The healthcare sector is also heavily affected by public policy. A provision in the Inflation Reduction Act that was passed by the Senate in August 2022 will enhance subsidies for people buying their own health coverage on the Affordable Care Act Marketplaces, said Vikram Rai, the head of municipal markets strategy at Wells Fargo.

“The extension of enhanced subsidies is a positive for the not-for-profit healthcare sector since there will be fewer uninsured/underinsured patients, and people should be more inclined to seek care, which would benefit hospital foot traffic,” he said. “That said, we do face another subsidy cliff when the enhancements expire in 2025, and millions could face a delayed premium shock.”

These mixed opinions are also reflected in ratings agencies’ outlook for the sector: Moody’s outlook is stable, but Fitch Ratings has healthcare on a challenging outlook, an investor pointed out.

The consensus among participants across different segments of the market, however, is that larger systems will be able to weather ongoing headwinds as they are better positioned to absorb cost increases and optimize their operations.

Although systems with larger, diversified bases of customers and a multistate footprint and those that serve a highly regional population would likely do better than smaller, stand-alone hospitals, Rai said, he would also be optimistic about systems affiliated with academic institutions such as NYU Langone, given its extensive footprint in large metro areas and a wide offering of ambulatory facilities.

The current market conditions have also facilitated a wave of mergers and acquisitions for hospitals where larger systems partner with smaller ones, and market participants expect this trend to carry on in the new year. “As a whole, there are synergies that in the long run are a positive thing,” Citroen of Conning said. “Systems so flush with additional money during the pandemic have bolstered balance sheets.”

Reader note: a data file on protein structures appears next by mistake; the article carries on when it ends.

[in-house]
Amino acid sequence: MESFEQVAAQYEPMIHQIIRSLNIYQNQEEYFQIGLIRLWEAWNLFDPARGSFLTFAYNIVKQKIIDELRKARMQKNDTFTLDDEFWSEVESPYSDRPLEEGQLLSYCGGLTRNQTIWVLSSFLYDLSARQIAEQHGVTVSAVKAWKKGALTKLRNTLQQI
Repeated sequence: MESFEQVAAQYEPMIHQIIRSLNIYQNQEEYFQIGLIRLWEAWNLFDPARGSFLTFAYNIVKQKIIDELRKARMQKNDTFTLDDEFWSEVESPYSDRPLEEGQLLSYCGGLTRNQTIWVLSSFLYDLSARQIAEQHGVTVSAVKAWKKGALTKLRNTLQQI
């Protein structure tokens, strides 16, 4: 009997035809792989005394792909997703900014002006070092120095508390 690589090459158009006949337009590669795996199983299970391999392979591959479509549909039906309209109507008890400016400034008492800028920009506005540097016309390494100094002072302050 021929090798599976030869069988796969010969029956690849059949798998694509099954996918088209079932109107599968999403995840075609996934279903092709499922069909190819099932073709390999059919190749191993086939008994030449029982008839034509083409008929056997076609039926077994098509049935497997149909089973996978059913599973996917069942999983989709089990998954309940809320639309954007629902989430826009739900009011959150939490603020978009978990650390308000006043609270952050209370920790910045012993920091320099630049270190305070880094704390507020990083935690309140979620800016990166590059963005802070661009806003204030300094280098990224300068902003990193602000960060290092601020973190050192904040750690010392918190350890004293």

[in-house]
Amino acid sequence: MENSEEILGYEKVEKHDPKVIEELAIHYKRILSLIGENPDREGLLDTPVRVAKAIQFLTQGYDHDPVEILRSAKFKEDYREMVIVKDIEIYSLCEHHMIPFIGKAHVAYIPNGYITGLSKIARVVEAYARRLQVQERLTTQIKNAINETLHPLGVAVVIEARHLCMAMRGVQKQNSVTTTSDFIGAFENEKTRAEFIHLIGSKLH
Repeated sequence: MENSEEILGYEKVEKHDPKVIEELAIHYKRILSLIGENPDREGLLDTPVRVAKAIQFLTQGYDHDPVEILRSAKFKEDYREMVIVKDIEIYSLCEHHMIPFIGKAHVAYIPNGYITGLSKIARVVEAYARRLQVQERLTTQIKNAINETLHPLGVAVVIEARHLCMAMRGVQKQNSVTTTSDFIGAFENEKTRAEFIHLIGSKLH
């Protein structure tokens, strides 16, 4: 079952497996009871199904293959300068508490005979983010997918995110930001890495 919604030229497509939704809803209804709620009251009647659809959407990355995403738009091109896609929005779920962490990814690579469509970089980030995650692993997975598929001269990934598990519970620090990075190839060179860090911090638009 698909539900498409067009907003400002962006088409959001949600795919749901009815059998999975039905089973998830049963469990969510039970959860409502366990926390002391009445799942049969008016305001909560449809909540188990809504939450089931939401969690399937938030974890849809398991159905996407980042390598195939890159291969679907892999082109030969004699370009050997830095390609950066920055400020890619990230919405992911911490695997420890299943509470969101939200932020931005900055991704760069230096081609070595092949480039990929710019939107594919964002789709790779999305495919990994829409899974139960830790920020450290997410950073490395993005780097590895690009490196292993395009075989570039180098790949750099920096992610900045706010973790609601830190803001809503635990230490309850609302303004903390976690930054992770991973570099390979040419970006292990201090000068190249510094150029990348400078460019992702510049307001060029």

2023 was also a threshold year for hospitals considering the bankruptcy route to restructure their debt and improve operations, Neuman of Novo Advisors said. “It used to be this last-resort-type thing, but now people are more open-minded toward it, and it’s become an actual possibility,” he said.

Neuman explained that hospital boards have been observing how other sectors like manufacturing or tech have long sought bankruptcy as a tactic to get their head back above water. The sector used to view bankruptcy as “a failure and a shortcoming,” he added, but now there’s less of a stigma around zeroing in on the economic aspects of hospitals and taking advantage of bankruptcy as a business solution.

In 2023, Reorg initiated coverage on the bankruptcies of the following hospitals:
Share this article:
This article is an example of the content you may receive if you subscribe to a product of Reorg Research, Inc. or one of its affiliates (collectively, “Reorg”). The information contained herein should not be construed as legal, investment, accounting or other professional services advice on any subject. Reorg, its affiliates, officers, directors, partners and employees expressly disclaim all liability in respect to actions taken or not taken based on any or all the contents of this publication. Copyright © 2024 Reorg Research, Inc. All rights reserved.
Thank you for signing up
for Reorg on the Record!